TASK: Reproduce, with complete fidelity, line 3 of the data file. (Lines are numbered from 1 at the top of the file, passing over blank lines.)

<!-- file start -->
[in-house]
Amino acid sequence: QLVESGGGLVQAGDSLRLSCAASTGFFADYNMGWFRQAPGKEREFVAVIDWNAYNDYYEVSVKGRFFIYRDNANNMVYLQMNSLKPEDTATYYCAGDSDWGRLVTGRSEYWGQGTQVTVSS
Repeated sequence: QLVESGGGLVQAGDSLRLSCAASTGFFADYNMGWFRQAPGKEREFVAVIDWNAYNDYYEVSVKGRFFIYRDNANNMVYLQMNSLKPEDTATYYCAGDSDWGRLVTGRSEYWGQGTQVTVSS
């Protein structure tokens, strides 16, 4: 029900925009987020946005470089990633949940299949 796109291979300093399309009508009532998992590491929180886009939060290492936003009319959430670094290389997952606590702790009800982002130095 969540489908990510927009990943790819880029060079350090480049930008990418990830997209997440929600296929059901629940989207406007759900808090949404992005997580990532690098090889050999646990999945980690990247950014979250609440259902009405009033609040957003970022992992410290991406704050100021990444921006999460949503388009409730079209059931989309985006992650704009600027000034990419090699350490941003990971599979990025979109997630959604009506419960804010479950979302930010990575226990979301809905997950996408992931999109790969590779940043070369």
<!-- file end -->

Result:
Repeated sequence: QLVESGGGLVQAGDSLRLSCAASTGFFADYNMGWFRQAPGKEREFVAVIDWNAYNDYYEVSVKGRFFIYRDNANNMVYLQMNSLKPEDTATYYCAGDSDWGRLVTGRSEYWGQGTQVTVSS